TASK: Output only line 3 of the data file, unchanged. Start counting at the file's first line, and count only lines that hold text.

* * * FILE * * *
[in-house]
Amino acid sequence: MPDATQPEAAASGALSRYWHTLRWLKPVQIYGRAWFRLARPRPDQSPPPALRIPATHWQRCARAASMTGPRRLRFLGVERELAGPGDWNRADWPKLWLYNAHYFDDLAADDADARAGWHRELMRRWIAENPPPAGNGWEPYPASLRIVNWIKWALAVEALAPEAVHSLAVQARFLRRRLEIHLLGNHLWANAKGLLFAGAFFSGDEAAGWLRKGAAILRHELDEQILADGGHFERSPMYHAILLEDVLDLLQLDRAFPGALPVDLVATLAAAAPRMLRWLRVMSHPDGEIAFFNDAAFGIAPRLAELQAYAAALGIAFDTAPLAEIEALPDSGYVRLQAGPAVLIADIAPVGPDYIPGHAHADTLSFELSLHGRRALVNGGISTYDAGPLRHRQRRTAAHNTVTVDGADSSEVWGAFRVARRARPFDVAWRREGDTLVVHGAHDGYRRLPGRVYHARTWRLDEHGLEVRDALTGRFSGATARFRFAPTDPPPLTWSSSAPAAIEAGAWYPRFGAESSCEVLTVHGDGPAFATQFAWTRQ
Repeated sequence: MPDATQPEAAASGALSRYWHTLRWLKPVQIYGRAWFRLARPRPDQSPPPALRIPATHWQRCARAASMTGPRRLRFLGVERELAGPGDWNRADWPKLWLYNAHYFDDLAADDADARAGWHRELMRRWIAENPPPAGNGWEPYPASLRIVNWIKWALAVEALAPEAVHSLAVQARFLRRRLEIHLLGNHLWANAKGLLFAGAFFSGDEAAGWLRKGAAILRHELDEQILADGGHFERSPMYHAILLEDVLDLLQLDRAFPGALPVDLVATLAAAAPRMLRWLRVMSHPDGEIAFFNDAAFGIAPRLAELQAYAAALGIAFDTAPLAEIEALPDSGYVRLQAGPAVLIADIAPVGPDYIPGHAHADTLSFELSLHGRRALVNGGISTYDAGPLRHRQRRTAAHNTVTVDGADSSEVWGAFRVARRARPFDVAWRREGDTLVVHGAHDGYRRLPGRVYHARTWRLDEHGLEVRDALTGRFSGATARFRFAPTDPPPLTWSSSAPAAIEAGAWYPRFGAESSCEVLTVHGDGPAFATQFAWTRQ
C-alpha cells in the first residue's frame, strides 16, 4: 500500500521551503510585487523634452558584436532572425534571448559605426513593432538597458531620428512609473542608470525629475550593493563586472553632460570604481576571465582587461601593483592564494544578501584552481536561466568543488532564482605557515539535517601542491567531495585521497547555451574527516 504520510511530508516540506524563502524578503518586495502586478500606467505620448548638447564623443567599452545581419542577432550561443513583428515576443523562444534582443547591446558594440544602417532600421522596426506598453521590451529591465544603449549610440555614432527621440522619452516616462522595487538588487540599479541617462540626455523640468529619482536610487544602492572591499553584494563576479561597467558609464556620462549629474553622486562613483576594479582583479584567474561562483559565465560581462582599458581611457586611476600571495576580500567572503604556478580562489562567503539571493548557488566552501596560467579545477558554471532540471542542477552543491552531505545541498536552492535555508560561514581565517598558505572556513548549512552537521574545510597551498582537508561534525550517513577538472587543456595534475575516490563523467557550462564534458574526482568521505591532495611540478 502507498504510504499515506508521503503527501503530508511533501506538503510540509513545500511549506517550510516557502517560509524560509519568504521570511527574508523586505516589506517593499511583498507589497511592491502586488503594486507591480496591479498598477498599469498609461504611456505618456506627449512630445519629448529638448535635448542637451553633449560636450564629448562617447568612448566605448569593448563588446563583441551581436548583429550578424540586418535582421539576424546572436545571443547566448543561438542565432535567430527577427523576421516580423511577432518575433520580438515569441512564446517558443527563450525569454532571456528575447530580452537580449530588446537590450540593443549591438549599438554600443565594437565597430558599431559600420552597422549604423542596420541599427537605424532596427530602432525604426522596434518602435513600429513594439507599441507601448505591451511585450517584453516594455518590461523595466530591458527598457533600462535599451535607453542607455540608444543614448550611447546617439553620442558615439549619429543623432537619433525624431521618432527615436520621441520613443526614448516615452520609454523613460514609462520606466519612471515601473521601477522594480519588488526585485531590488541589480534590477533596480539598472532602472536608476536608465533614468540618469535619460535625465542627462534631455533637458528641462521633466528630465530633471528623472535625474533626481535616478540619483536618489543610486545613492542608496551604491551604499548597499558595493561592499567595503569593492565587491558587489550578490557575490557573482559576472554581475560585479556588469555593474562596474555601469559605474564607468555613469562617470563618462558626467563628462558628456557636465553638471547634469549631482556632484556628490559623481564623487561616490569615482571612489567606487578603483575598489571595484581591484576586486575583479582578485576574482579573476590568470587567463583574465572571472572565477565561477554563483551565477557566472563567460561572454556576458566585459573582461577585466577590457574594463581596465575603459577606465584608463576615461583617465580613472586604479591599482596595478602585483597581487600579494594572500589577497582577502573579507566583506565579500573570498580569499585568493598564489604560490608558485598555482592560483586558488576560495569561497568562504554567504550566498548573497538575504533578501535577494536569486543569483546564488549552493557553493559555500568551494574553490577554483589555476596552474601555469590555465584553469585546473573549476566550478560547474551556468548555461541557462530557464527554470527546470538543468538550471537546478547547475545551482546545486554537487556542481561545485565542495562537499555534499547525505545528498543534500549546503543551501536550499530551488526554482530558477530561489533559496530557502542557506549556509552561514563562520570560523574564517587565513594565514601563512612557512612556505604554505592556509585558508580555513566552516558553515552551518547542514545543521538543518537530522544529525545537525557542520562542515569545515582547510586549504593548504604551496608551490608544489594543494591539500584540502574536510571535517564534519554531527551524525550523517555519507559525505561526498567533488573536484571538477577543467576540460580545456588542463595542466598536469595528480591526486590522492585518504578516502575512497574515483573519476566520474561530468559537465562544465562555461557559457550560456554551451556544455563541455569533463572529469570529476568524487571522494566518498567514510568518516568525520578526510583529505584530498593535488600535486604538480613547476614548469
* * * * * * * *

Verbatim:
Repeated sequence: MPDATQPEAAASGALSRYWHTLRWLKPVQIYGRAWFRLARPRPDQSPPPALRIPATHWQRCARAASMTGPRRLRFLGVERELAGPGDWNRADWPKLWLYNAHYFDDLAADDADARAGWHRELMRRWIAENPPPAGNGWEPYPASLRIVNWIKWALAVEALAPEAVHSLAVQARFLRRRLEIHLLGNHLWANAKGLLFAGAFFSGDEAAGWLRKGAAILRHELDEQILADGGHFERSPMYHAILLEDVLDLLQLDRAFPGALPVDLVATLAAAAPRMLRWLRVMSHPDGEIAFFNDAAFGIAPRLAELQAYAAALGIAFDTAPLAEIEALPDSGYVRLQAGPAVLIADIAPVGPDYIPGHAHADTLSFELSLHGRRALVNGGISTYDAGPLRHRQRRTAAHNTVTVDGADSSEVWGAFRVARRARPFDVAWRREGDTLVVHGAHDGYRRLPGRVYHARTWRLDEHGLEVRDALTGRFSGATARFRFAPTDPPPLTWSSSAPAAIEAGAWYPRFGAESSCEVLTVHGDGPAFATQFAWTRQ